About Buffalo River AOC
The area was highly degraded because of heavy industrial development in the middle of a large municipality. Some of those degradations are:
- contaminated bottom sediments
- 33 combined sewer overflow outfalls
- 3 connections to the Buffalo sewer system from outside sewer districts
- 45 inactive hazardous waste sites within the AOC
Contaminants of concern include PCBs, polycyclic aromatic hydrocarbons (PAHs), metals and industrial organics. Dissolved oxygen levels, turbidity and bacterial contamination all pose water quality concerns. Potential riparian and aquatic habitat areas were limited due to contamination, development and an altered shoreline.
- the 6.2-mile impact area
- the entire 1.4-mile stretch of the City Ship Canal, neighboring the river
- the AOC source area made up of three major streams in the watershed:
- Cayuga Creek
- Buffalo Creek
- Cazenovia Creek
- Restrictions on fish and wildlife consumption
- Tainting of fish and wildlife flavor
- Degradation of fish and wildlife populations
- Fish tumors or other deformities
- Bird or animal deformities or reproduction problems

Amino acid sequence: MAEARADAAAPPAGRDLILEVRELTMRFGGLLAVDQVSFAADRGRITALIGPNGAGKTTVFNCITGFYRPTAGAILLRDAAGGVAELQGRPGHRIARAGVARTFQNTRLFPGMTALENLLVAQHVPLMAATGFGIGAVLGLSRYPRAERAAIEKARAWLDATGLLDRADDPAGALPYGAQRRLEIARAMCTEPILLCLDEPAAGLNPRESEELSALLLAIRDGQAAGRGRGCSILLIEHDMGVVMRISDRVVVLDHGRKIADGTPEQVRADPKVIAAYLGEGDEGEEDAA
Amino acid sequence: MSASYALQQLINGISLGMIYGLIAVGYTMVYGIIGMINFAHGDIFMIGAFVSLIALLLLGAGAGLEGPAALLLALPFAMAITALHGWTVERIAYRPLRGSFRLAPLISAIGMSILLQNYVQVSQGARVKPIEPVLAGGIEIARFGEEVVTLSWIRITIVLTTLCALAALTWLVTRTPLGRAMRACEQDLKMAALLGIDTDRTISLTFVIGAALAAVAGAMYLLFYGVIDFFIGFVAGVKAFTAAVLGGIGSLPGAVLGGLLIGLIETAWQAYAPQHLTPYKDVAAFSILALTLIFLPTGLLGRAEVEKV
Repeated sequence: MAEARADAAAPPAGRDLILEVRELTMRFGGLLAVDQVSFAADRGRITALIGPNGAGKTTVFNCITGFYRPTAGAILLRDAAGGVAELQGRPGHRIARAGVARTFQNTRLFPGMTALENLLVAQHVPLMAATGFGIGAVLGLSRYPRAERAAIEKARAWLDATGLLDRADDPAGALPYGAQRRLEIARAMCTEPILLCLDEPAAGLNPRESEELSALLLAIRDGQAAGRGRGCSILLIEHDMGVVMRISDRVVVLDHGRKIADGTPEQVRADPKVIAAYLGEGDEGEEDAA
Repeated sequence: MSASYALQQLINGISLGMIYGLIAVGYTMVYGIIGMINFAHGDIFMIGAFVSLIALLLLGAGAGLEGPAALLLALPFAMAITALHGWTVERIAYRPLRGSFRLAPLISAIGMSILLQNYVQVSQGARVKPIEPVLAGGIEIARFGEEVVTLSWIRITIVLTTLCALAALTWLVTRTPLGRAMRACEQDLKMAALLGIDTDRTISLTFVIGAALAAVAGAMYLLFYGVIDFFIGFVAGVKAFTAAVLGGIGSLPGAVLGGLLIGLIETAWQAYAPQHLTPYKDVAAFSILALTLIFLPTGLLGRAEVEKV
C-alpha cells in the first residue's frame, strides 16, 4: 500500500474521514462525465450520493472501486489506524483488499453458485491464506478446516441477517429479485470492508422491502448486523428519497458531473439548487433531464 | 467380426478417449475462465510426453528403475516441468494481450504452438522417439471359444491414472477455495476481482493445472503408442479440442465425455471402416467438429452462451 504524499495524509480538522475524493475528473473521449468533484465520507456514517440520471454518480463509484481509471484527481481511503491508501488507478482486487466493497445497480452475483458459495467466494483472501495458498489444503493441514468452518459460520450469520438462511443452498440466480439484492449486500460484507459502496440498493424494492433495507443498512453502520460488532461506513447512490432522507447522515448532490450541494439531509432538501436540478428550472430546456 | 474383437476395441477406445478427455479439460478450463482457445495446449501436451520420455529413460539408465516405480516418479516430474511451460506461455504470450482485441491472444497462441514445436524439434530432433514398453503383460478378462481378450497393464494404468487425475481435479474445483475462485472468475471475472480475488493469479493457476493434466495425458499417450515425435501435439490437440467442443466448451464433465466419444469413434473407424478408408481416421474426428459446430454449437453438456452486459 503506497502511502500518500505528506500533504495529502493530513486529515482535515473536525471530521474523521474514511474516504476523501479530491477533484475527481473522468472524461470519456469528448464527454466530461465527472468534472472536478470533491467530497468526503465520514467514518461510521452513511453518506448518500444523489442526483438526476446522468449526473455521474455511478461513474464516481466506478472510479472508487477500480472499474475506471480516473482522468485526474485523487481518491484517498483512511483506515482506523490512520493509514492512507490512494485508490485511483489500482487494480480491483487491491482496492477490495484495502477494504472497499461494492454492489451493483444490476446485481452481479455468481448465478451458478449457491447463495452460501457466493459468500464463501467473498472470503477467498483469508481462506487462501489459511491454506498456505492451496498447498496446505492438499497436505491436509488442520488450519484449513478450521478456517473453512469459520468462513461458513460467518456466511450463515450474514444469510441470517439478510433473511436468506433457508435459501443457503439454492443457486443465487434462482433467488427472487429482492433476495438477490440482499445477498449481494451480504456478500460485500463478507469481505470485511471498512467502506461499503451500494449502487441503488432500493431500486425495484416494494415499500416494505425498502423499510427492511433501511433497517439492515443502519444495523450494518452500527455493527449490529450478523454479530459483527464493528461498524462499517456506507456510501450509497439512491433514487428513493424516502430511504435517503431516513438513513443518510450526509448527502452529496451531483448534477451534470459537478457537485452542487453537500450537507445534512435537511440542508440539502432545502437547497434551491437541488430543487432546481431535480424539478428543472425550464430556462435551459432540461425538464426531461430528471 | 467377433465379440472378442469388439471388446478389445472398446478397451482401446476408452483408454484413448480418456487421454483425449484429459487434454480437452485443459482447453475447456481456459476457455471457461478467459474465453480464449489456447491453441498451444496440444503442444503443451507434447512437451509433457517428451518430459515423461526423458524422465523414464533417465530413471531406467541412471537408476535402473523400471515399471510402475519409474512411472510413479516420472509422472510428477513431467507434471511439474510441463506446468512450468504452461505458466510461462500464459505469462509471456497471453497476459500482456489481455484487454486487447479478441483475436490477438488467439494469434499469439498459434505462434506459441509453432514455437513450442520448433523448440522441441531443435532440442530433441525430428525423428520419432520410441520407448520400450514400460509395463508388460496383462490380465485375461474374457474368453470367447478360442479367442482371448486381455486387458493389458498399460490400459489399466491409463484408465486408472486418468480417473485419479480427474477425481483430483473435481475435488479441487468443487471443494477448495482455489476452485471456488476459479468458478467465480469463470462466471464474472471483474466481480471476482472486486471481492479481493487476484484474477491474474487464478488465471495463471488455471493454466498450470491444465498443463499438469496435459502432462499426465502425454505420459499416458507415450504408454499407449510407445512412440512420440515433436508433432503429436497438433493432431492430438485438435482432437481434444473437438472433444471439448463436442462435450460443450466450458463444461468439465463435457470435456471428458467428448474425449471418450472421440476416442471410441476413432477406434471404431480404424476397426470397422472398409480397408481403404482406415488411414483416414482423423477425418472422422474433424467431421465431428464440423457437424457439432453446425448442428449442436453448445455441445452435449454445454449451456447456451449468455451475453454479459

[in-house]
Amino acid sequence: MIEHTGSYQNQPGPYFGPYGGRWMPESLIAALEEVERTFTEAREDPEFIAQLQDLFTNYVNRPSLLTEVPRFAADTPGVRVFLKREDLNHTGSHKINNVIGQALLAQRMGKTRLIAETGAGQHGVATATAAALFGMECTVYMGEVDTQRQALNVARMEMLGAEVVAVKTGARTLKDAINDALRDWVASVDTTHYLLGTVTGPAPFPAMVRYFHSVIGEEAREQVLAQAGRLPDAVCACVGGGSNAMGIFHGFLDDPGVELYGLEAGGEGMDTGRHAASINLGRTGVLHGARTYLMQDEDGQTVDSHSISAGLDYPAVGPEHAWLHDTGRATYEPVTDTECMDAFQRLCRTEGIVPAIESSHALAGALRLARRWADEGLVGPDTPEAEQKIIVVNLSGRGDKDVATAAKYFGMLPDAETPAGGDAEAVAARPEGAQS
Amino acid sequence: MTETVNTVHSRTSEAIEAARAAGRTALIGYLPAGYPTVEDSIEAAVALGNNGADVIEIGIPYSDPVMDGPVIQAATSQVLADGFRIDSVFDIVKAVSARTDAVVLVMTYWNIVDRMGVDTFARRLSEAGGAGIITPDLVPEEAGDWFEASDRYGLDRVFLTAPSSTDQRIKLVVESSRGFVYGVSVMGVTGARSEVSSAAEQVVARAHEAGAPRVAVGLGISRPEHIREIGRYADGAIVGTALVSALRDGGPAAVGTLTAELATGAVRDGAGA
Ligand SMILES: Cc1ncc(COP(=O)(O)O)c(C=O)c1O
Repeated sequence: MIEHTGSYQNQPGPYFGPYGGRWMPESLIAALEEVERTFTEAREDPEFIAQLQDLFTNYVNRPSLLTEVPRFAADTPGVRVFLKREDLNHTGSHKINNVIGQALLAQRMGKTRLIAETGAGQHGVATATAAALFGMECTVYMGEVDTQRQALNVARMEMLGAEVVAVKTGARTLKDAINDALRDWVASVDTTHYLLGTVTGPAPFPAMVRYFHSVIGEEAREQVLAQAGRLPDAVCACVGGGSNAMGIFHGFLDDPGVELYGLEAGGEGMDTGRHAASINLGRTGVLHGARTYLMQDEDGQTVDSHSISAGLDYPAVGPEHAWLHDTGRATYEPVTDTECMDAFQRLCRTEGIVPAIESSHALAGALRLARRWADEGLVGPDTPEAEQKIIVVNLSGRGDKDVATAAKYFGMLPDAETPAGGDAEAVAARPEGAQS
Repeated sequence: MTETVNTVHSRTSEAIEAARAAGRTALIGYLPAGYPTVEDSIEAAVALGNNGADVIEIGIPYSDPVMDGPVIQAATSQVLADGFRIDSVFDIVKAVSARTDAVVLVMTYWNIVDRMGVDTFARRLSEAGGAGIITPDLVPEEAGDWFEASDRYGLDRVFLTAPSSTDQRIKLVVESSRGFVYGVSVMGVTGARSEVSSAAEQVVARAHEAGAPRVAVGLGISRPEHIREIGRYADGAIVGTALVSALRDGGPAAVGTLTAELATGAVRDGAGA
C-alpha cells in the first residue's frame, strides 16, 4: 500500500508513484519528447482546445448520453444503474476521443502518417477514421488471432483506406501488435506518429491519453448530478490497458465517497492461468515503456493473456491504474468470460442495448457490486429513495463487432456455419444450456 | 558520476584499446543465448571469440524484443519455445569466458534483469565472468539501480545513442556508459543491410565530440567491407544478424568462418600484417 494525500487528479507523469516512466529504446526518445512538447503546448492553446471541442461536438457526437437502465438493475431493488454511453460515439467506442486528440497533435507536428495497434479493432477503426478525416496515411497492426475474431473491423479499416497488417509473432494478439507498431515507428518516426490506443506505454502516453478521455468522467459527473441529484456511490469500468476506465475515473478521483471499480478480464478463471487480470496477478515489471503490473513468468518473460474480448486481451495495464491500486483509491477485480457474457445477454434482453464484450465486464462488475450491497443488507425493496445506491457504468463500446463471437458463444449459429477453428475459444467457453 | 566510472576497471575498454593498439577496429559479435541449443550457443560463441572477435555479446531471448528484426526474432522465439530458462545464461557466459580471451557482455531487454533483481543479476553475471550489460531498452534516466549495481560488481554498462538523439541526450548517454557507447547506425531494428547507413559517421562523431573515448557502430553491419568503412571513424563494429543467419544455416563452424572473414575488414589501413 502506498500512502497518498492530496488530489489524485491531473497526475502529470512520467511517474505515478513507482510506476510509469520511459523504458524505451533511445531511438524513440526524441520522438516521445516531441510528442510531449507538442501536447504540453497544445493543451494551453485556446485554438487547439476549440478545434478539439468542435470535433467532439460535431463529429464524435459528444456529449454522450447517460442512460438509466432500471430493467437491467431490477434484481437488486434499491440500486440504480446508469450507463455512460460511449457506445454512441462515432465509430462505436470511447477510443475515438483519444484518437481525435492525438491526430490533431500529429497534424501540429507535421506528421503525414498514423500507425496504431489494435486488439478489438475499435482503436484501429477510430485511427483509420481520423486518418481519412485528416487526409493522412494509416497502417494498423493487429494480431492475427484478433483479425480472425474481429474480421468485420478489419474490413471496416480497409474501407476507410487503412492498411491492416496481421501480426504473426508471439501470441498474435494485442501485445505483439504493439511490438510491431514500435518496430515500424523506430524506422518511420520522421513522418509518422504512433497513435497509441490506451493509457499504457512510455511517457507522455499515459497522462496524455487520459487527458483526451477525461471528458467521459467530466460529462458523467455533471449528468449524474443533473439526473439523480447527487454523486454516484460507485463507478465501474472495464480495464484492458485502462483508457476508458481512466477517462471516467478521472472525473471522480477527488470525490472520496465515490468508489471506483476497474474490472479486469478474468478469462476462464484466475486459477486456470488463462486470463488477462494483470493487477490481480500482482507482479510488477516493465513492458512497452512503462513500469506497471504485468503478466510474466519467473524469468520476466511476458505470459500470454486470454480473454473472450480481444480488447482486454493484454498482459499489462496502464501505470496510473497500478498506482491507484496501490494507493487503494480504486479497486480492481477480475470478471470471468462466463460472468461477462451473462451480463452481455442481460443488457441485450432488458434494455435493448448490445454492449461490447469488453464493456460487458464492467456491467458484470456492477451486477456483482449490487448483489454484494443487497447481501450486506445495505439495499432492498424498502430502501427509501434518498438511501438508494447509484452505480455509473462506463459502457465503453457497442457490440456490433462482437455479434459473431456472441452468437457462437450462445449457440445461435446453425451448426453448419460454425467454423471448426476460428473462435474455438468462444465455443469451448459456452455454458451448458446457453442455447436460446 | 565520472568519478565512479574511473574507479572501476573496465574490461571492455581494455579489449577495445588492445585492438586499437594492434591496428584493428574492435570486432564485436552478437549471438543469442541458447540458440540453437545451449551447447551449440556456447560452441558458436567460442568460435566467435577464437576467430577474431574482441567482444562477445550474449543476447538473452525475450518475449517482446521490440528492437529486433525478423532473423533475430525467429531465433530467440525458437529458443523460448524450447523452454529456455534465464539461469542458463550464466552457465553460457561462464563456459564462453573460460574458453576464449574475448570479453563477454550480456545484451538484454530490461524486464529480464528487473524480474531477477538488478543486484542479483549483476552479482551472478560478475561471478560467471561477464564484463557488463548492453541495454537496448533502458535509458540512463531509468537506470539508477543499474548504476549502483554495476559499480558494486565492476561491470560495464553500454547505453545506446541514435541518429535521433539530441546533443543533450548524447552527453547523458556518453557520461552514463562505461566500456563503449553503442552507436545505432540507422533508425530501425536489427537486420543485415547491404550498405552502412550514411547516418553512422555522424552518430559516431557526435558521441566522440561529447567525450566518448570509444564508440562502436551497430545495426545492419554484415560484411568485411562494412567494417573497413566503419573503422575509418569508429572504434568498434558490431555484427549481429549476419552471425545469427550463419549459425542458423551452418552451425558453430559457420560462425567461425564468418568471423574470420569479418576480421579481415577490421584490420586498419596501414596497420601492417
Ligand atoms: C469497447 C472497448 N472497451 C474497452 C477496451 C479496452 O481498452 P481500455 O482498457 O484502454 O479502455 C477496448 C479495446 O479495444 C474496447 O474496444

- Degradation of benthos
- Restriction on dredging activities
- Degradation of aesthetics
- Loss of fish and wildlife habitat
Restoring the Buffalo River
EPA is contributing 50% of the total project costs using Great Lakes Restoration Initiative funding from the Great Lakes Legacy Act (GLLA) program to complete the sediment remediation and restore a significant amount of aquatic habitat in the Buffalo River AOC.
Erie County Exit
Erie County is the recipient of the current RAP Management grant and selected Buffalo Niagara Riverkeeper to continue the RAP coordination components. The County is also implementing habitat restoration projects within the AOC with GLRI funding.
New York State Department of Environmental Conservation Exit
NYS DEC is responsible for executing many of the remedial actions that have occurred at active and inactive upland hazardous waste sites along the Buffalo River. DEC also acted in an oversight role on the GLLA project and processed the applicable regulatory permits.
U.S. Army Corps of Engineers Buffalo District
USACE is responsible for dredging sediment in the Buffalo River, City Ship Canal, and harbors in order to maintain the federal navigation channel. USACE acted in an oversight role on the GLLA project and processed the applicable regulatory permits. They are also implementing habitat restoration projects throughout the AOC with GLRI funding.